Sleeping Like a Hare Millions Billions Trillions    
African Tears Beyond Tears Innocent Victims Imire Can you hear the drums, by Cathy Buckle

Wiped off the land without a trace
April 9, 2011, 10:54 am


Dear Family and Friends,

Zimbabweans began to take notice of Mike Campbell, his wife Angela and their son in law Ben Freeth in December 2007. Having exhausted their legal options in Zimbabwe, Mike Campbell tried to stop the seizure of his farm by going to the regional SADC Tribunal. Just before Christmas 2007 the SADC Tribunal ruled in their favour. The Tribunal set a hearing date for January and granted interim relief which: “orders that the Republic of Zimbabwe shall take no steps ... to evict from or interfere with the peaceful residence on and the beneficial use of the farm known as Mount Carmel."

Following the interim order, Ben Freeth wrote to JAG (Justice for Agriculture) and his words were invigorating to those of us farmers who had already lost everything, and challenging to those whose turn hadn’t yet come. In his first letter Ben wrote: “Sitting on the sidelines in secret "dialogue" simply will not do. It has failed.  It never had a chance of ever working.  The truth of this may hurt for some…”

The challenge came in his second letter where Ben wrote: “Do we continue to allow these injustices to continue so that we are then wiped off the land without trace; or do we try to stand for justice and the future of this country and indeed our future on this continent?”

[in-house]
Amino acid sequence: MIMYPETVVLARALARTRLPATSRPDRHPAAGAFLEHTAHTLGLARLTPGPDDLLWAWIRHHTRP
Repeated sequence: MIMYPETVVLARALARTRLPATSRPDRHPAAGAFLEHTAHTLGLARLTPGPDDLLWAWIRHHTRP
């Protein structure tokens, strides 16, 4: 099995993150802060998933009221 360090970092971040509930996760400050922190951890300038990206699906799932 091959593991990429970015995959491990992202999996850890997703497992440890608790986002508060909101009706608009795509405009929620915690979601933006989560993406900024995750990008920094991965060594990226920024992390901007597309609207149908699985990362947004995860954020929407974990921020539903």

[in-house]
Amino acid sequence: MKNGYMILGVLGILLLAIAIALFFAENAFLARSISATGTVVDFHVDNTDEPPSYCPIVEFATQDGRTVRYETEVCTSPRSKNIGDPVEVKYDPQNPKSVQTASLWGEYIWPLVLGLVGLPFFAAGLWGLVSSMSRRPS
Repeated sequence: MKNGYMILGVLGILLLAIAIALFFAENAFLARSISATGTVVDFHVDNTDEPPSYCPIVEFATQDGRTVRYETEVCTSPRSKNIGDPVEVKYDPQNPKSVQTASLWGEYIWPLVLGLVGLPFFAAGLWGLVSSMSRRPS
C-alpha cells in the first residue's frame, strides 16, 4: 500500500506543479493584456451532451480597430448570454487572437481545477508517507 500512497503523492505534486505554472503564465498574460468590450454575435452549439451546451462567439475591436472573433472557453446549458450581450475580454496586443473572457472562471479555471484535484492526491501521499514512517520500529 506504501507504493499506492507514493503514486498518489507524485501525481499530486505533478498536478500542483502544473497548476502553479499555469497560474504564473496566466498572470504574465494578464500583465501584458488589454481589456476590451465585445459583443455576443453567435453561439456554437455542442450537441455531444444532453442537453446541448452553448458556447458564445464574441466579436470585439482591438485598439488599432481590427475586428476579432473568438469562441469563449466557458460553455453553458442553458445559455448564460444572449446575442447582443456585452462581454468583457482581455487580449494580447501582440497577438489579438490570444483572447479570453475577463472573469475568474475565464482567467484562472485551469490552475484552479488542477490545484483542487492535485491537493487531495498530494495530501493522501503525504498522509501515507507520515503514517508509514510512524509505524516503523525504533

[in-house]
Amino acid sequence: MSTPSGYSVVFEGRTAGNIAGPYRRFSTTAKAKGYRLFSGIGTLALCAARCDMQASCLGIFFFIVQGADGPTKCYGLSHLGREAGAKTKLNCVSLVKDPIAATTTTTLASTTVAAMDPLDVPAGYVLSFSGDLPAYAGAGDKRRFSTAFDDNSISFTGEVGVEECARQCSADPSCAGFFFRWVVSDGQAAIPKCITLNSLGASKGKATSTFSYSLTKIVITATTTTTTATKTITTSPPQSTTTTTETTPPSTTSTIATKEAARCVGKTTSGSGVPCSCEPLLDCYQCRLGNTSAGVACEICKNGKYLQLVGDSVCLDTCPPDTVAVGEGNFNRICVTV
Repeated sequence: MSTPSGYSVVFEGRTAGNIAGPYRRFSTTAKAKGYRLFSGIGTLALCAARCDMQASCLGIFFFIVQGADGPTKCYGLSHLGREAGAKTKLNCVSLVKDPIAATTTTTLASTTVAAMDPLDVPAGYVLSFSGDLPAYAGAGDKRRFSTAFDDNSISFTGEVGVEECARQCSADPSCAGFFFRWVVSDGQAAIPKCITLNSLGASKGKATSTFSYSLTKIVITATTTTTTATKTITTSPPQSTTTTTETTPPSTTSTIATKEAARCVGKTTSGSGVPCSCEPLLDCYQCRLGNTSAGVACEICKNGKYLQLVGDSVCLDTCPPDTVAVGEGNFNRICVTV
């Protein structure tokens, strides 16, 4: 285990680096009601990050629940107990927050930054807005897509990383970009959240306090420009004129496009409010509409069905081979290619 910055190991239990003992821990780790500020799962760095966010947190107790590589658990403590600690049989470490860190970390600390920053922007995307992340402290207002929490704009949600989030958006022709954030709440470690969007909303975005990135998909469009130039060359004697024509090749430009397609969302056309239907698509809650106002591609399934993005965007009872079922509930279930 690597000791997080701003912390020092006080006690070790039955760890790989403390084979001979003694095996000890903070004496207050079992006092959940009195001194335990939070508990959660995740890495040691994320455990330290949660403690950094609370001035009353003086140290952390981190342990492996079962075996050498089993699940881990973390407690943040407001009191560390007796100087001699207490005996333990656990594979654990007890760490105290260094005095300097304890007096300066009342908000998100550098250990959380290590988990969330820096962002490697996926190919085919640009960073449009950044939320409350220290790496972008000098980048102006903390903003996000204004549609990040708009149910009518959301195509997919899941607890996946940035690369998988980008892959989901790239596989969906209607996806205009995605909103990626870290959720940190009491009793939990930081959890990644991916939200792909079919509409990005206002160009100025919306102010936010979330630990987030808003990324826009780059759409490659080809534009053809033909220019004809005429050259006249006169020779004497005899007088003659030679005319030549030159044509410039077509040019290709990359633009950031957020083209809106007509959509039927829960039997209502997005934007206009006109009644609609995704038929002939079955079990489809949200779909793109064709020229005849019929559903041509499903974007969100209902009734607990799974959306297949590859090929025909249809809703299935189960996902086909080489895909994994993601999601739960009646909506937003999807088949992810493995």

A few months later, on the 30th June 2008, a chilling email came telling of the abduction of Mike and Angela Campbell and Ben Freeth from their home on Mount Carmel Farm in Chegutu. It had happened two days after the presidential run off elections. The JAG message read:

“Mercifully, at midnight, Mike and Angela Campbell and Ben Freeth were released at a house of a black lady in Kadoma.  All three have been severely beaten.  Mike has serious concussion and a broken collar bone and fingers.  Angela has a broken arm, in two places. Ben has a badly swollen and totally closed eye and feet severely beaten…. The purpose for the brutal attack and vicious beating carried out at Pixton Mine (youth militia torture camp) was the forced compliance, under extreme duress, with the signing of a formal withdrawal of the Campbell Case from the SADC Tribunal.  The Campbells and Freeth were taken by ‘war vet’ Gilbert Moyo and approximately twenty thugs to the mine.  They were viciously beaten until they complied with the signing of a withdrawal of the case….”

On 28 November 2008, the SADC court delivered its ruling, with the five panel judges finding the land reform programme to be racist and in violation of international treaties and human rights. Justice Louis Mondhlane said that constitutional Amendment 17 put in place in 2005 to clear the way for compulsory acquisition of land in Zimbabwe had resulted in expropriation targeting only white farmers. “Its effects make it discriminatory because targeted agricultural land is owned by white farmers” Mondhlane said.

Zimbabwe refused to be bound by the SADC Tribunal ruling.

In 2009, Mike Campbell and his family left Mount Carmel farm after it was burnt down by so called ‘land invaders.’ A few weeks ago Mike Campbell launched yet another application to the SADC regional Tribunal. For the first time in legal history, all 15 leaders of the Southern Africa Development Community were cited as respondents.

Sadly Mike Campbell passed away this week but he will not be forgotten. His brave and determined fight for justice will always be remembered; he will not have been wiped off the land without a trace. One day, when Zimbabwe again respects property rights, we will have Mike Campbell to thank for showing us the way.

Until next week, thanks for reading, love cathy.

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